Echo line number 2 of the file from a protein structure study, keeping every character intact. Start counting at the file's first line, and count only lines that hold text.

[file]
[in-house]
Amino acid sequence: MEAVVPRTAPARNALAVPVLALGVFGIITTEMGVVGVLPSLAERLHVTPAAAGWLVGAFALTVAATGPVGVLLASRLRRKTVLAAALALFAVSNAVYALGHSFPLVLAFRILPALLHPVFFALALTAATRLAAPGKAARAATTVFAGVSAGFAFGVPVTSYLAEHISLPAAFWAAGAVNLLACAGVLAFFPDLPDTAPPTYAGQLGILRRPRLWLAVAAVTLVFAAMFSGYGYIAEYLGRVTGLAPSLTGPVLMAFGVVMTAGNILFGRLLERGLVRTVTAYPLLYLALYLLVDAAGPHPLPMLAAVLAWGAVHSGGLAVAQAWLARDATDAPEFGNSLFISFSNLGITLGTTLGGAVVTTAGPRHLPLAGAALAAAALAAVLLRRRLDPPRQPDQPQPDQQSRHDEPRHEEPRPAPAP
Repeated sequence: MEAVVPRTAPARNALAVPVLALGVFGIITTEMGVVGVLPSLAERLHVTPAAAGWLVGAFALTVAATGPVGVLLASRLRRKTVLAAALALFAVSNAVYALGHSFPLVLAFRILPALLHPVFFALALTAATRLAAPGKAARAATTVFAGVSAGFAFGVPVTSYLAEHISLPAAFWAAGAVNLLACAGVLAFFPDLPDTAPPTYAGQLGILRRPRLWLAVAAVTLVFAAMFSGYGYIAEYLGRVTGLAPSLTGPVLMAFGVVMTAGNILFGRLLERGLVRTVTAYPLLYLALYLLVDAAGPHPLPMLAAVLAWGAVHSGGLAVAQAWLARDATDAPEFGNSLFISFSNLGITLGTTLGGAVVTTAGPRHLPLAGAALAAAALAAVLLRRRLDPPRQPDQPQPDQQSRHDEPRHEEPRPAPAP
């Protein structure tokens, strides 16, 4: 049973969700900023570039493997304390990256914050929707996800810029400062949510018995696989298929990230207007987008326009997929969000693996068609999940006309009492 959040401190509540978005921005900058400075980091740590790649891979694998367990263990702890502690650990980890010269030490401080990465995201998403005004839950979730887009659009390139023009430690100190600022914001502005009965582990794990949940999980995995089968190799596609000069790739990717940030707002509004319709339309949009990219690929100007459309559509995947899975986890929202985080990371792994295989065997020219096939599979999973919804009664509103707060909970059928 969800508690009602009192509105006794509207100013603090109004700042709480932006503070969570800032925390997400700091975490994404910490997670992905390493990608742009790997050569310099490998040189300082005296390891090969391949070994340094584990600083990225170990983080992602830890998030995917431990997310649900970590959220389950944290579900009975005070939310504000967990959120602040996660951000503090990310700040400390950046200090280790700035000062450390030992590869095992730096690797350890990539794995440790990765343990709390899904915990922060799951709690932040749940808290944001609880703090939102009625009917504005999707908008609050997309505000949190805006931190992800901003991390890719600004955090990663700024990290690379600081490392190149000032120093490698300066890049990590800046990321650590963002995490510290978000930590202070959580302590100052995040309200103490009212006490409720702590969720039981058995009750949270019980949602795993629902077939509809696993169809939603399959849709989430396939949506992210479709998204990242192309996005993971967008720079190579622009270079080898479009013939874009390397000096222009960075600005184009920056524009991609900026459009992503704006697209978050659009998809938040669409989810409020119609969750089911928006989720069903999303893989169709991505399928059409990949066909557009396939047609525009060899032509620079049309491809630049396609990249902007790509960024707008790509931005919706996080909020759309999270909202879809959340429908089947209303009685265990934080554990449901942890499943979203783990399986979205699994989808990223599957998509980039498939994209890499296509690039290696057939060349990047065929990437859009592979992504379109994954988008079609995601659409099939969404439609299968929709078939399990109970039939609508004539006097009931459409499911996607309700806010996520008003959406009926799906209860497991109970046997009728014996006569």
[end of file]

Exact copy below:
Amino acid sequence: MEAVVPRTAPARNALAVPVLALGVFGIITTEMGVVGVLPSLAERLHVTPAAAGWLVGAFALTVAATGPVGVLLASRLRRKTVLAAALALFAVSNAVYALGHSFPLVLAFRILPALLHPVFFALALTAATRLAAPGKAARAATTVFAGVSAGFAFGVPVTSYLAEHISLPAAFWAAGAVNLLACAGVLAFFPDLPDTAPPTYAGQLGILRRPRLWLAVAAVTLVFAAMFSGYGYIAEYLGRVTGLAPSLTGPVLMAFGVVMTAGNILFGRLLERGLVRTVTAYPLLYLALYLLVDAAGPHPLPMLAAVLAWGAVHSGGLAVAQAWLARDATDAPEFGNSLFISFSNLGITLGTTLGGAVVTTAGPRHLPLAGAALAAAALAAVLLRRRLDPPRQPDQPQPDQQSRHDEPRHEEPRPAPAP